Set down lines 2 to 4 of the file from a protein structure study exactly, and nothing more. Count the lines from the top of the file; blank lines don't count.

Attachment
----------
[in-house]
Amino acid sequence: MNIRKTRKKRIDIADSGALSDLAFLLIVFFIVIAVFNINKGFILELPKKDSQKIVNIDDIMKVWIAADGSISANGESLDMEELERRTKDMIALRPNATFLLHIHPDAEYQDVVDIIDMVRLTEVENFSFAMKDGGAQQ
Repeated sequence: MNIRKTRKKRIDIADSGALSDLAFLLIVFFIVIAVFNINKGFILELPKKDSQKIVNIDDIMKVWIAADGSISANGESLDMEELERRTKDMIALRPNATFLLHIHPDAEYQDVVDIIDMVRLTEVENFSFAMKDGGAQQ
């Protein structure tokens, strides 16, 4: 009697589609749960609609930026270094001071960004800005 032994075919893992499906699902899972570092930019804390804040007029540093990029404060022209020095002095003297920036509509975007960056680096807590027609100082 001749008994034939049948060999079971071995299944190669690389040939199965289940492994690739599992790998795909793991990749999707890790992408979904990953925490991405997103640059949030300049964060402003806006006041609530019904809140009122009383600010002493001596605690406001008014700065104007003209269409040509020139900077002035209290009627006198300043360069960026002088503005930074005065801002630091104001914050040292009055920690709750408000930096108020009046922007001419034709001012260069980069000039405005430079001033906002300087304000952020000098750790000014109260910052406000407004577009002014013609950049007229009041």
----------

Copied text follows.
Amino acid sequence: MNIRKTRKKRIDIADSGALSDLAFLLIVFFIVIAVFNINKGFILELPKKDSQKIVNIDDIMKVWIAADGSISANGESLDMEELERRTKDMIALRPNATFLLHIHPDAEYQDVVDIIDMVRLTEVENFSFAMKDGGAQQ
Repeated sequence: MNIRKTRKKRIDIADSGALSDLAFLLIVFFIVIAVFNINKGFILELPKKDSQKIVNIDDIMKVWIAADGSISANGESLDMEELERRTKDMIALRPNATFLLHIHPDAEYQDVVDIIDMVRLTEVENFSFAMKDGGAQQ
């Protein structure tokens, strides 16, 4: 009697589609749960609609930026270094001071960004800005 032994075919893992499906699902899972570092930019804390804040007029540093990029404060022209020095002095003297920036509509975007960056680096807590027609100082 001749008994034939049948060999079971071995299944190669690389040939199965289940492994690739599992790998795909793991990749999707890790992408979904990953925490991405997103640059949030300049964060402003806006006041609530019904809140009122009383600010002493001596605690406001008014700065104007003209269409040509020139900077002035209290009627006198300043360069960026002088503005930074005065801002630091104001914050040292009055920690709750408000930096108020009046922007001419034709001012260069980069000039405005430079001033906002300087304000952020000098750790000014109260910052406000407004577009002014013609950049007229009041």